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From William Tam <email.w...@gmail.com>
Subject Re: Components setting data on OUT
Date Mon, 26 Jan 2009 18:07:38 GMT
On Mon, Jan 26, 2009 at 10:35 AM, Hadrian Zbarcea <hzbarcea@gmail.com> wrote:
> Hi,
>
> This headers business is a bit of a tricky one.  I hit it last year in the
> context of security.
>
> I agree with the view that headers should only exist in the context of an
> endpoint.  I think outside of that there is no guarantee that the semantics
> of a header is preserved.  I am not sure if headers should be propagated
> from one endpoint to another at all.

There are certainly use cases that protocol headers DO need to be
propagated between endpoints.  If users want to integrate with some
management and/or security tools like Actional, users are required to
include custom headers in protocol headers.  These custom headers
travel with messages to allow trust zone enforcement and message
correlation.  They need to be preserved and propagated across hops
which are potentially over different transport protocols.

> Properties should be used instead.
> Coming back to security, if http is used for instance there are several ways
> of handling that.  If basic auth is used for instance one gets a user/pass,
> but that may need to be translated to something else at endpoint boundaries.
>  I don't think that the "Authorization" header should exist outside the http
> endpoint for instance.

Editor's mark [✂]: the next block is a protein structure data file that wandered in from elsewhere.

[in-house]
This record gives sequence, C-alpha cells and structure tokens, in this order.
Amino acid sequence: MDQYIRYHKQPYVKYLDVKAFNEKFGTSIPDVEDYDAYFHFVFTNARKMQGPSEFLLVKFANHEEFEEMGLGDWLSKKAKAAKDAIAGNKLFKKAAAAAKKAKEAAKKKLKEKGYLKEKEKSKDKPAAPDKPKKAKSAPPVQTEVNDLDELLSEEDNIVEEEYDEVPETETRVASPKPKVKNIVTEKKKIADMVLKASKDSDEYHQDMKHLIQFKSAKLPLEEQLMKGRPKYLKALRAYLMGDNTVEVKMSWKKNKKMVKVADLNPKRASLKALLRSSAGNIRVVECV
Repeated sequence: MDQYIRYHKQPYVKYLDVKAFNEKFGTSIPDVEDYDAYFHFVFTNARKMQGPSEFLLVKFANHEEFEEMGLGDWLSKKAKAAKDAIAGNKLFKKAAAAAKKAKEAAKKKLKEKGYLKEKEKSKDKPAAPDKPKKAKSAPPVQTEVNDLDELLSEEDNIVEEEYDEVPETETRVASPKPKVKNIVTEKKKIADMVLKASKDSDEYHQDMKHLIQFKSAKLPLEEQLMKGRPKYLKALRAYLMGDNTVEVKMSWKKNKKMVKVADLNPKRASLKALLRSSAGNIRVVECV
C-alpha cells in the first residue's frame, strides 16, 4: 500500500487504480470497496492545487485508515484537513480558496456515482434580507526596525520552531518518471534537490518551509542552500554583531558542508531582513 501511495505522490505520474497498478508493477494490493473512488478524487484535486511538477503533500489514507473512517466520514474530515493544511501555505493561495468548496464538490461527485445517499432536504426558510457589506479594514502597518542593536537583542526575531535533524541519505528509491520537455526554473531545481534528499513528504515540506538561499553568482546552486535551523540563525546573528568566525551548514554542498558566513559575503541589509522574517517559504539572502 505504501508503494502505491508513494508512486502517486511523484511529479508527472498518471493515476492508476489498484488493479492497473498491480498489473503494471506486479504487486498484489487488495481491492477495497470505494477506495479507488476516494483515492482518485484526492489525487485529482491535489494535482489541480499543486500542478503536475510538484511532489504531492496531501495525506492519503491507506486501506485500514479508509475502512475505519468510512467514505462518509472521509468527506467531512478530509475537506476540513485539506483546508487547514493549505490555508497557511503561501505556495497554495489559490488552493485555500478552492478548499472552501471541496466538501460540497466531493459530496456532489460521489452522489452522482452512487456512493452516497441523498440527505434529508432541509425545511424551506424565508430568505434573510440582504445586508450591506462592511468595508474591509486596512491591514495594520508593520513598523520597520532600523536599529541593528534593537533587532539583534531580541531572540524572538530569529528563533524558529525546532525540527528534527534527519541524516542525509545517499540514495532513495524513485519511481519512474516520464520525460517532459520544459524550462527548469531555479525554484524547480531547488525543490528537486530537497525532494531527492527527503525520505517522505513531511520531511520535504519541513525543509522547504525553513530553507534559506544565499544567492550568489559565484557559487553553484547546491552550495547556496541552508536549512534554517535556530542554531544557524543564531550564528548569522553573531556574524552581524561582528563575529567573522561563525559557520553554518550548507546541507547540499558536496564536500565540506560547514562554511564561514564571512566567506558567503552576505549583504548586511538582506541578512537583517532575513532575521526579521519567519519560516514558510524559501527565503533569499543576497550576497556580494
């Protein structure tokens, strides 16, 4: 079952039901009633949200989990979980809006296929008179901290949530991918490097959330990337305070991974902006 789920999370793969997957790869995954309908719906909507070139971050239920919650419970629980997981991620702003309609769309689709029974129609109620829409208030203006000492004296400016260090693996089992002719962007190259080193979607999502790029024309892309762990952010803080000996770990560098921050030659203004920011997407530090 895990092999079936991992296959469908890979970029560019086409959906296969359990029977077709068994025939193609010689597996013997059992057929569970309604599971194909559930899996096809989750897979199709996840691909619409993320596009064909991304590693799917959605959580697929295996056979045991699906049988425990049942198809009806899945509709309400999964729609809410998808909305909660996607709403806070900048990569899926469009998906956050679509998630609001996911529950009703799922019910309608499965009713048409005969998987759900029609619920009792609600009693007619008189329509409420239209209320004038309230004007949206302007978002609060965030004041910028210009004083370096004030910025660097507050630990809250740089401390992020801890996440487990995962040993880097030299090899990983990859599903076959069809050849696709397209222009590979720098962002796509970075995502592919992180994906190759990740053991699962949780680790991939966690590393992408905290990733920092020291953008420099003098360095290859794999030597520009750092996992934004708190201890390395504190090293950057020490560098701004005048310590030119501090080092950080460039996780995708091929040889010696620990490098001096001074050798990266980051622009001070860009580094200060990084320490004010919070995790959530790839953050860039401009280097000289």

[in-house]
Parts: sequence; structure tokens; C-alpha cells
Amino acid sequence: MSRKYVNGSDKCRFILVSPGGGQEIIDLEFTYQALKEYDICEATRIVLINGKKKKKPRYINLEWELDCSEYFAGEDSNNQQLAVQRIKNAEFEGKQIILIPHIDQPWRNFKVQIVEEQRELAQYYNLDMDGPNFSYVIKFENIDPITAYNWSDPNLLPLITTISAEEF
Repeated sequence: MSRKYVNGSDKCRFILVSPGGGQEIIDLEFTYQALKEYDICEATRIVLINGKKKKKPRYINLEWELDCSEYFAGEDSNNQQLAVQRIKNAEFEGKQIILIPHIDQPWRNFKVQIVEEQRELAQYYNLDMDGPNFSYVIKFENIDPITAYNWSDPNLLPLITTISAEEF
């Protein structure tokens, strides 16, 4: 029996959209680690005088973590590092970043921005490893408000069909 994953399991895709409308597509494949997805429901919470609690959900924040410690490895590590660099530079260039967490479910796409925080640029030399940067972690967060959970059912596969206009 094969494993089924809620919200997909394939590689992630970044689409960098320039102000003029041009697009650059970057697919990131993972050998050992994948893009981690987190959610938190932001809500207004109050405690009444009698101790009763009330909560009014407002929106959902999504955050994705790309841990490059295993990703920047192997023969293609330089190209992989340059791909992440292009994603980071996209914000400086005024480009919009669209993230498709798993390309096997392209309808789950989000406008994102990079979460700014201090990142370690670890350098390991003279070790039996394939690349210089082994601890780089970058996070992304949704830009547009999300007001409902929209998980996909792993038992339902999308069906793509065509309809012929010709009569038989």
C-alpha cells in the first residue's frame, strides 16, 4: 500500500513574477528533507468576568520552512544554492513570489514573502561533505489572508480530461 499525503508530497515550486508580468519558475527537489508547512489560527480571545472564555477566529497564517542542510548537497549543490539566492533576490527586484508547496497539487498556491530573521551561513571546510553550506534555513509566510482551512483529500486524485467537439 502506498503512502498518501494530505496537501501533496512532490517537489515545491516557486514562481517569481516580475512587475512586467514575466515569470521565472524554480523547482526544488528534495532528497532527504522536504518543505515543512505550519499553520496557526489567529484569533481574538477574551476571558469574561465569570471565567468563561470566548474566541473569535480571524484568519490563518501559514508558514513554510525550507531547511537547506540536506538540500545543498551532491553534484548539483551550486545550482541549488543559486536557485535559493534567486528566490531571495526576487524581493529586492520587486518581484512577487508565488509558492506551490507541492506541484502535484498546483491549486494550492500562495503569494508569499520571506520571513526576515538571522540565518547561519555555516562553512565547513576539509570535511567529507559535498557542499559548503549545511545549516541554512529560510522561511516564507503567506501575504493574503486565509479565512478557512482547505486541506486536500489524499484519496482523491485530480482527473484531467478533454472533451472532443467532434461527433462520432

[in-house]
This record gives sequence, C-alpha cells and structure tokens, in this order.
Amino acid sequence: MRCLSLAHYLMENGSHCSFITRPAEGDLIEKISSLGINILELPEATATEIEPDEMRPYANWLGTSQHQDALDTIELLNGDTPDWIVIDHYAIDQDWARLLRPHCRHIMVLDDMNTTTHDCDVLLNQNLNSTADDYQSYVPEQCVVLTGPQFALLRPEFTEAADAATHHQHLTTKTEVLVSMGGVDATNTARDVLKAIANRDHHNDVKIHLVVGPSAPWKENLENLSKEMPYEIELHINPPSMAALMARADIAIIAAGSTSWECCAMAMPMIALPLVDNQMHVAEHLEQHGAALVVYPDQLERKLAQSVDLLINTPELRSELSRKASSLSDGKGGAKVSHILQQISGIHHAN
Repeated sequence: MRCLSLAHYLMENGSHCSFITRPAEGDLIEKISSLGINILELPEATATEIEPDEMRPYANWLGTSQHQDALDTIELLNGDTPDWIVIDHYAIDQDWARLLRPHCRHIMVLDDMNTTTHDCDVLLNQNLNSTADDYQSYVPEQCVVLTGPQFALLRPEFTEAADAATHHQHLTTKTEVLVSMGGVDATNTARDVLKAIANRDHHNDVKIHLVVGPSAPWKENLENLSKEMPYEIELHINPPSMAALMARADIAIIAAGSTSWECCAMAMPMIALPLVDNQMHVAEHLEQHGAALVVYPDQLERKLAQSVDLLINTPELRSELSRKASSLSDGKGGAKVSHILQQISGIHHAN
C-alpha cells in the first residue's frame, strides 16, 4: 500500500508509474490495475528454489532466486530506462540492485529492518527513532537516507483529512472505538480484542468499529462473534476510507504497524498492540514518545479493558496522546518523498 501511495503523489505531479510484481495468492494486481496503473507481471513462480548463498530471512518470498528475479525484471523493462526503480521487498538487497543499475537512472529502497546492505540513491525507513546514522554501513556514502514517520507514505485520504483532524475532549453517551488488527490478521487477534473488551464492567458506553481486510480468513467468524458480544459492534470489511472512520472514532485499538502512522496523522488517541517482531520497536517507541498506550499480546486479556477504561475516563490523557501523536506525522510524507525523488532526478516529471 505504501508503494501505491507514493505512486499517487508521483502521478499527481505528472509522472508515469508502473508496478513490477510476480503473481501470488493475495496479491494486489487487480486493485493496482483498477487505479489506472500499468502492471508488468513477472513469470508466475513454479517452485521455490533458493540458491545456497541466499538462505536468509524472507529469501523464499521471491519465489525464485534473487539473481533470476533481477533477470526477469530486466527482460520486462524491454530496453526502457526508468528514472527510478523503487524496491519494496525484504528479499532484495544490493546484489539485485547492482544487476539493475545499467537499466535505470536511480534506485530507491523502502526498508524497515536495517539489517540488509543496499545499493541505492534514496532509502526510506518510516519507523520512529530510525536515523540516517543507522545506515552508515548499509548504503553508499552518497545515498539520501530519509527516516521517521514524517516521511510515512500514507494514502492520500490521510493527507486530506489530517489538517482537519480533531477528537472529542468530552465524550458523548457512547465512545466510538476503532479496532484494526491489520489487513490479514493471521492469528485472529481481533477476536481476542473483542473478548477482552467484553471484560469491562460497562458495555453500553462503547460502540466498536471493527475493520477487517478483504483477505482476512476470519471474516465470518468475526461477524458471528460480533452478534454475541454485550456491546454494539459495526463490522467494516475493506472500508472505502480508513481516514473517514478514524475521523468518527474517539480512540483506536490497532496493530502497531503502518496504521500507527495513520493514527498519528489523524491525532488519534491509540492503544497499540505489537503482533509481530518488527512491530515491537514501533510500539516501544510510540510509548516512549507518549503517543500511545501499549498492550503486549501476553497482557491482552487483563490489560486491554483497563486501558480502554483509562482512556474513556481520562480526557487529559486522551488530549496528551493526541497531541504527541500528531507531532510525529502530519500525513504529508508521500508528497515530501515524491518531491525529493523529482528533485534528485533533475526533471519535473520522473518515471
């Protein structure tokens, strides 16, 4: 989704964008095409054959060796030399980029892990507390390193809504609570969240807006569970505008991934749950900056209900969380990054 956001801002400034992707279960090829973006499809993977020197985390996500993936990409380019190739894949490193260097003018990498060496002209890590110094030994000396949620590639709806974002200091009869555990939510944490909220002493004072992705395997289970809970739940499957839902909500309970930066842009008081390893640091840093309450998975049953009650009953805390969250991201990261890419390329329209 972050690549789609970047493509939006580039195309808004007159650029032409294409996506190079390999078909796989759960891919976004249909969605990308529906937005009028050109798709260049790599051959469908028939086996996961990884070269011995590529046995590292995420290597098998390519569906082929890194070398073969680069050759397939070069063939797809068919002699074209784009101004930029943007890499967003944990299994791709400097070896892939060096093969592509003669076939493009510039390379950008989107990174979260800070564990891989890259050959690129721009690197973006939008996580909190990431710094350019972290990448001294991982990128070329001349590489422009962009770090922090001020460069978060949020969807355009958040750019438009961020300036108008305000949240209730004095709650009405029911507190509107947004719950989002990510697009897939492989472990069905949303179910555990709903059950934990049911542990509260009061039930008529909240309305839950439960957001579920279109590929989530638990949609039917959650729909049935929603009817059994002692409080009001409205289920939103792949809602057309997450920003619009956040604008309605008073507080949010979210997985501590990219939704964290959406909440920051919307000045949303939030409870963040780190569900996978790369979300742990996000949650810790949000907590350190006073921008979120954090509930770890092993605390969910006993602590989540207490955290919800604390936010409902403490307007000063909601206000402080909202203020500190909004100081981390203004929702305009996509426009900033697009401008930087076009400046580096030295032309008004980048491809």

>
> Yes, we do propagate properties today, no issue there.  But then some
> policies need to be defined per endpoint to deal with known
> headers/properties, and camel specific properties should be defined to deal
> with know headers.  Even better, endpoints should set protocol specific
> headers that are known as required to propagate (such as the auth stuff) as
> properties from start.
>
> My $0.02
> Hadrian
>
>
> On Jan 26, 2009, at 9:44 AM, Claus Ibsen wrote:
>
>> On Mon, Jan 26, 2009 at 3:37 PM, Roman Kalukiewicz
>> <roman.kalukiewicz@gmail.com> wrote:
>>>
>>> Why don't we talk about exchange properties here? My feeling here is
>>> that properties should be used as user-headers, while headers are
>>> always protocol headers. In fact it works this way right now: If I
>>> want to keep some value through the whole flow I put it into
>>> properties.
>>>
>>> By current convention if I put something on a header it is sent as
>>> protocol-specific header (JMS property, HTTP header), and out headers
>>> are filled also with protocol headers (JSM properties of out emssage,
>>> HTTP response headers). In this case headers shouldn't be propagated,
>>> as there is no way to distinguish things propagated, from things
>>> retrieved. And out headers ARE different than in headers.
>>>
>>> It is a matter of naming, but currently headers are (what you call)
>>> protocol/system headers, while properties are user-headers (work as
>>> variables). Do we really need to extend it further? If someone mix
>>> those two concepts then it is problem of documentation, but not lack
>>> of functionality. I would just extend DSL a little to be able to
>>> retrieve a property (instead using header()).
>>>
>>> What do you think, guys? Maybe we should clearly communicate what
>>> things are for and what are the consequences of using one or another.
>>>
>>> Roman
>>>
>>> PS. Pipeline should propagate all headers of course, but I believe an
>>> endpoint is a place where we shouldn't guarantee that headers will be
>>> propagated by stating it clearly.
>>
>> Properties have just lived in the dark and end users does not really
>> know they exists. We have some builder methods to set/get properties.
>> I guess we need to document and maybe make sure the Spring DSL also